Huw Watkins's opera In a Locked Room starts at the Linbury at the Royal Opera House this week. (Read about the Edinbugh premiere here). Huw Watkins is a famous pianist, but as composer he's best known to those who've heard live performances and read his scores. He's a significant composer, so this new recording, on NMC, will establish his reputation in wider circles.
Watkins's Sonata for Cello and Eight Instruments dates from 1999, and was previously only available on CD in piano/cello transcription. In this version (recorded 10/2010) Paul Watkins's cello is supplemented by the Nash Ensemble, conducted by Ian Brown. The woodwind parts are alluring, mediating between cello and piano. Watkins's gift for clarity comes over well in Partita for solo violin (2006). Despite the allusion to Bach, it's not baroque. As Bayan Northcott says in his notes "no double dotted rhythms, no courante, sarabande or gavotte". Alina Ibragimova, the dedicatee, negotiates its tricky turns gracefully, so the wayward molto allegro sounds vivid, even humorous.
Four Spencer Pieces (2001) for solo piano, played by the composer himself . Each of these miniature tone poems was inspired by a specific painting, like "Shipbuilding on the Clyde" and "The Resurrection of Soldiers". Stanley Spencer's paintings show ordinary events but lit by preternatural light, every detail crystal clear. The "pictures" are framed by a Prelude and a ravishingly beautiful Postlude in which cascading cadences suggest light, clarity, contemplation. Watkins isn't "illustrating" the pictures so much as expressing the earthy surrealism of Spencer's work, so the rapture of the Postlude is extraordinarly perceptive. This exqusite miniature is the highlight ofthe whole recording.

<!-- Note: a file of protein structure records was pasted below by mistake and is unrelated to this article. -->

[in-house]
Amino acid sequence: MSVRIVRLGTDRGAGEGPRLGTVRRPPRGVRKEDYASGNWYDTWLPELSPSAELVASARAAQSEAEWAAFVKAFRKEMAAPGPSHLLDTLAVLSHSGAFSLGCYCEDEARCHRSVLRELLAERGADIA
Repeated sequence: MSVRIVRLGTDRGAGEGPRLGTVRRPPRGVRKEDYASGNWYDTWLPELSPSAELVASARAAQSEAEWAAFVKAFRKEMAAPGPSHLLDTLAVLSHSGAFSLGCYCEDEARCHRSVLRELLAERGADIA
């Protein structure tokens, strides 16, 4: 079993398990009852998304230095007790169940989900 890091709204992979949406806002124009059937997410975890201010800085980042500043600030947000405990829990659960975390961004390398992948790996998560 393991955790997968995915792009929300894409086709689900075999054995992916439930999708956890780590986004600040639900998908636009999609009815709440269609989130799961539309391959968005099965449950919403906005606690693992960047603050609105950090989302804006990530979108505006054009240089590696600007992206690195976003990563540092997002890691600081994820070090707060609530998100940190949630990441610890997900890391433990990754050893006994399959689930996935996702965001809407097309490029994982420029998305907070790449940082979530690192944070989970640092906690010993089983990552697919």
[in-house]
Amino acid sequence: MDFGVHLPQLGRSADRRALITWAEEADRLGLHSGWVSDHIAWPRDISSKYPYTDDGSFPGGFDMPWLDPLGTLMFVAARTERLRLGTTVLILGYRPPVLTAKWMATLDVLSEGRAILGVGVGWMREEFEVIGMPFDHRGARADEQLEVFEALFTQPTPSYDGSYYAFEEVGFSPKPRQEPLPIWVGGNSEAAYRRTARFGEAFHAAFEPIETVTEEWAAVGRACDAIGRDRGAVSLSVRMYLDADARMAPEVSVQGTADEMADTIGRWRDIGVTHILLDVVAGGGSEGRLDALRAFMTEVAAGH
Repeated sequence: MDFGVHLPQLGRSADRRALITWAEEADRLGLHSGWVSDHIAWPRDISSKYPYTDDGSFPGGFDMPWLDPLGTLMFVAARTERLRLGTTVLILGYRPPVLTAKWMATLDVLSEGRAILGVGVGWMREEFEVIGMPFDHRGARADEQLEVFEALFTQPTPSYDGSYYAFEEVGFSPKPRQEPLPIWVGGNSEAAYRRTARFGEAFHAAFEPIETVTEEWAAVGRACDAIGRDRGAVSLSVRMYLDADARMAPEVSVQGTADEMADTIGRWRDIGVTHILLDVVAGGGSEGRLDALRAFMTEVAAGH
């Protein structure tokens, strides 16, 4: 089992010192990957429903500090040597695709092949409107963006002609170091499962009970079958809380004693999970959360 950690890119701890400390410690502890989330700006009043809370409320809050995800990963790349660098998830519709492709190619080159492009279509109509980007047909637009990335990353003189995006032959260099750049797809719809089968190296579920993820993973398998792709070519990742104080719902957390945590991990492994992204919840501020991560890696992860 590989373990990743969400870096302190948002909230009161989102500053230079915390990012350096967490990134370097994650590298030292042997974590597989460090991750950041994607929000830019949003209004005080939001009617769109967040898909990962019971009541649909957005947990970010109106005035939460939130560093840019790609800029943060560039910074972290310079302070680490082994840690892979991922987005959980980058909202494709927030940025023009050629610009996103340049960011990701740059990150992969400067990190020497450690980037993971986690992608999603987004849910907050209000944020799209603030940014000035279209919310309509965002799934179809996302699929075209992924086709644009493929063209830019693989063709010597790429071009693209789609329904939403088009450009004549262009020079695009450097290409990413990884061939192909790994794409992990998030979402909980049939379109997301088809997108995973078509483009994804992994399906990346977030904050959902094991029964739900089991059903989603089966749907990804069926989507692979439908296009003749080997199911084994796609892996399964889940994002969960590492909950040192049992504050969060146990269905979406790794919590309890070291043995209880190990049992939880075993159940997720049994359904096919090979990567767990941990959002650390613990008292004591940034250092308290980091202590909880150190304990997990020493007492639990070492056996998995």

Like so many British composers before him, Watkins turns to W H Auden. Three Auden Songs (2009) are settings of Brussels in Winter, At last the secret is out, and Eyes look into the well. Thorny text lines twist. The mood is menace. "Still waters run deep, my dear, there's never smoke without fire"...."There is always a wicked secret, a private reason for this". An understated refrain but naggingly persistent.
Dylan Thomas's craft was poetry, but Watkins's setting of In my Craft or Sullen Art (2007) suggests that poetry, like alchemy, has the power to transmute base material into magic, "exercised in the still night when only the moon rages". A strange unworldly cello entices us in, and the first voice setting is relatively straightforward. A second, longer section for the Elias Quartet, singing together with their strings. Perhaps this is an interlude, but it feels central to the piece, sparking off a completely different setting of the same poem. This time the mood is agitated, insistent. The words "In my Craft or sullen art" are projected like a cry. Mark Padmore adapts his usual smooth urbanity so it captures the surreal nature of the piece. At times he sounds uncannily like Ian Bostridge. This isn't a work for voice and string quartet so much as a work for string quartet with additional voice. In the final strophe of the second setting of text, the strings subsume the human voice, and take over where it leaves off. That's Huw Watkins's "Craft": singular and very original.
I've been reading the libretto to In the Locked Room and will be writing more on Huw Watkins's new opera soon.